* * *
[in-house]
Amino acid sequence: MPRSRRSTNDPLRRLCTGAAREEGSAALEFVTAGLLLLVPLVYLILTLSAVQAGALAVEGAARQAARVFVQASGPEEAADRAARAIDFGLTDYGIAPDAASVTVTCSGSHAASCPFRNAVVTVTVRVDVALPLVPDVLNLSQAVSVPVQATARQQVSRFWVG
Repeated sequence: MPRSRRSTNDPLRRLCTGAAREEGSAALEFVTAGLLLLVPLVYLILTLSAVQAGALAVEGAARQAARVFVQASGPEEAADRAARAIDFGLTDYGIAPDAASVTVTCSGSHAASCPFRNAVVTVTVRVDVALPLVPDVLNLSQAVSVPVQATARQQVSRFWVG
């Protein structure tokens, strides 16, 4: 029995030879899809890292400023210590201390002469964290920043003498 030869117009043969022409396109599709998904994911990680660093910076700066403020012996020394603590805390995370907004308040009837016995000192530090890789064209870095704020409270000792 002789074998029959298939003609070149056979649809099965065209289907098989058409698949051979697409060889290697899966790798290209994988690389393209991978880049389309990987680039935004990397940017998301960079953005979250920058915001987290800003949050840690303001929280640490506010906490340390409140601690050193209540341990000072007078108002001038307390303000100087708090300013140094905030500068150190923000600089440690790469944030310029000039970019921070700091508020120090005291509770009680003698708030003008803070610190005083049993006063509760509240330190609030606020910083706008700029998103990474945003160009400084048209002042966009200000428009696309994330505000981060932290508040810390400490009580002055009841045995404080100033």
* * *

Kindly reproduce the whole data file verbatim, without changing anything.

[in-house]
Amino acid sequence: MPRSRRSTNDPLRRLCTGAAREEGSAALEFVTAGLLLLVPLVYLILTLSAVQAGALAVEGAARQAARVFVQASGPEEAADRAARAIDFGLTDYGIAPDAASVTVTCSGSHAASCPFRNAVVTVTVRVDVALPLVPDVLNLSQAVSVPVQATARQQVSRFWVG
Repeated sequence: MPRSRRSTNDPLRRLCTGAAREEGSAALEFVTAGLLLLVPLVYLILTLSAVQAGALAVEGAARQAARVFVQASGPEEAADRAARAIDFGLTDYGIAPDAASVTVTCSGSHAASCPFRNAVVTVTVRVDVALPLVPDVLNLSQAVSVPVQATARQQVSRFWVG
């Protein structure tokens, strides 16, 4: 029995030879899809890292400023210590201390002469964290920043003498 030869117009043969022409396109599709998904994911990680660093910076700066403020012996020394603590805390995370907004308040009837016995000192530090890789064209870095704020409270000792 002789074998029959298939003609070149056979649809099965065209289907098989058409698949051979697409060889290697899966790798290209994988690389393209991978880049389309990987680039935004990397940017998301960079953005979250920058915001987290800003949050840690303001929280640490506010906490340390409140601690050193209540341990000072007078108002001038307390303000100087708090300013140094905030500068150190923000600089440690790469944030310029000039970019921070700091508020120090005291509770009680003698708030003008803070610190005083049993006063509760509240330190609030606020910083706008700029998103990474945003160009400084048209002042966009200000428009696309994330505000981060932290508040810390400490009580002055009841045995404080100033």